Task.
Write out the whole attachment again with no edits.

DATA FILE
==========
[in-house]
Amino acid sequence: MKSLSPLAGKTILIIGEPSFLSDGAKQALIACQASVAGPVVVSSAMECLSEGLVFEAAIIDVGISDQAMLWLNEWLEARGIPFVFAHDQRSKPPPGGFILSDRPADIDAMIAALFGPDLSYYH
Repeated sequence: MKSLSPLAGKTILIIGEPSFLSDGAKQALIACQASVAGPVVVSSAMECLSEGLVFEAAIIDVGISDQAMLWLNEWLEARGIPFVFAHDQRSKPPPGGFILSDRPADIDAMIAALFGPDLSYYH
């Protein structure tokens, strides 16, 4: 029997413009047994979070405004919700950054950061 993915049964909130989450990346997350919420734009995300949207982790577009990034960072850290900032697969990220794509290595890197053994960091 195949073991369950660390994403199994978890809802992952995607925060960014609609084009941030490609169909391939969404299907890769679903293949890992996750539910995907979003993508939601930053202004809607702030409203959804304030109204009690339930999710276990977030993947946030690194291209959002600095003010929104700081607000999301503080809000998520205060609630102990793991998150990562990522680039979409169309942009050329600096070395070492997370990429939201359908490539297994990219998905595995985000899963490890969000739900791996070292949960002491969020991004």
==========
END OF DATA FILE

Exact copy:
[in-house]
Amino acid sequence: MKSLSPLAGKTILIIGEPSFLSDGAKQALIACQASVAGPVVVSSAMECLSEGLVFEAAIIDVGISDQAMLWLNEWLEARGIPFVFAHDQRSKPPPGGFILSDRPADIDAMIAALFGPDLSYYH
Repeated sequence: MKSLSPLAGKTILIIGEPSFLSDGAKQALIACQASVAGPVVVSSAMECLSEGLVFEAAIIDVGISDQAMLWLNEWLEARGIPFVFAHDQRSKPPPGGFILSDRPADIDAMIAALFGPDLSYYH
């Protein structure tokens, strides 16, 4: 029997413009047994979070405004919700950054950061 993915049964909130989450990346997350919420734009995300949207982790577009990034960072850290900032697969990220794509290595890197053994960091 195949073991369950660390994403199994978890809802992952995607925060960014609609084009941030490609169909391939969404299907890769679903293949890992996750539910995907979003993508939601930053202004809607702030409203959804304030109204009690339930999710276990977030993947946030690194291209959002600095003010929104700081607000999301503080809000998520205060609630102990793991998150990562990522680039979409169309942009050329600096070395070492997370990429939201359908490539297994990219998905595995985000899963490890969000739900791996070292949960002491969020991004």